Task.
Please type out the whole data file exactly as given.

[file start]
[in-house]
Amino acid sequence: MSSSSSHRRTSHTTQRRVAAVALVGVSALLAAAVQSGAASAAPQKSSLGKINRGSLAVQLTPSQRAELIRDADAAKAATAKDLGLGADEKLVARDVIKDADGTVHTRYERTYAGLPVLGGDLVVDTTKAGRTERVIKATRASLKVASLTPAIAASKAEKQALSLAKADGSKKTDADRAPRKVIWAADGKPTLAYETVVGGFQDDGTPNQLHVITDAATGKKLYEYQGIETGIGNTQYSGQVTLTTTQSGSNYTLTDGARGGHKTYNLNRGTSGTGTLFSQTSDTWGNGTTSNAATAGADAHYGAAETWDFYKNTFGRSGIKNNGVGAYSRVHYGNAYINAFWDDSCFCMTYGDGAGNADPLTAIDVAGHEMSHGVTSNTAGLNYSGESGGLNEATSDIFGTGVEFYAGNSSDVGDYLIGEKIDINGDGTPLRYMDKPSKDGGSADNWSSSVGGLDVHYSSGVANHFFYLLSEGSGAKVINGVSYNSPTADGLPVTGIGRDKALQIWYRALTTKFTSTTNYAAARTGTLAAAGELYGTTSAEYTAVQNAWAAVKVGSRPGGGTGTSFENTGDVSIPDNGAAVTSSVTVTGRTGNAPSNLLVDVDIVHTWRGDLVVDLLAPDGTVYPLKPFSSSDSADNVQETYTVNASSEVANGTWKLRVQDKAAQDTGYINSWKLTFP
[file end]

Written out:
[in-house]
Amino acid sequence: MSSSSSHRRTSHTTQRRVAAVALVGVSALLAAAVQSGAASAAPQKSSLGKINRGSLAVQLTPSQRAELIRDADAAKAATAKDLGLGADEKLVARDVIKDADGTVHTRYERTYAGLPVLGGDLVVDTTKAGRTERVIKATRASLKVASLTPAIAASKAEKQALSLAKADGSKKTDADRAPRKVIWAADGKPTLAYETVVGGFQDDGTPNQLHVITDAATGKKLYEYQGIETGIGNTQYSGQVTLTTTQSGSNYTLTDGARGGHKTYNLNRGTSGTGTLFSQTSDTWGNGTTSNAATAGADAHYGAAETWDFYKNTFGRSGIKNNGVGAYSRVHYGNAYINAFWDDSCFCMTYGDGAGNADPLTAIDVAGHEMSHGVTSNTAGLNYSGESGGLNEATSDIFGTGVEFYAGNSSDVGDYLIGEKIDINGDGTPLRYMDKPSKDGGSADNWSSSVGGLDVHYSSGVANHFFYLLSEGSGAKVINGVSYNSPTADGLPVTGIGRDKALQIWYRALTTKFTSTTNYAAARTGTLAAAGELYGTTSAEYTAVQNAWAAVKVGSRPGGGTGTSFENTGDVSIPDNGAAVTSSVTVTGRTGNAPSNLLVDVDIVHTWRGDLVVDLLAPDGTVYPLKPFSSSDSADNVQETYTVNASSEVANGTWKLRVQDKAAQDTGYINSWKLTFP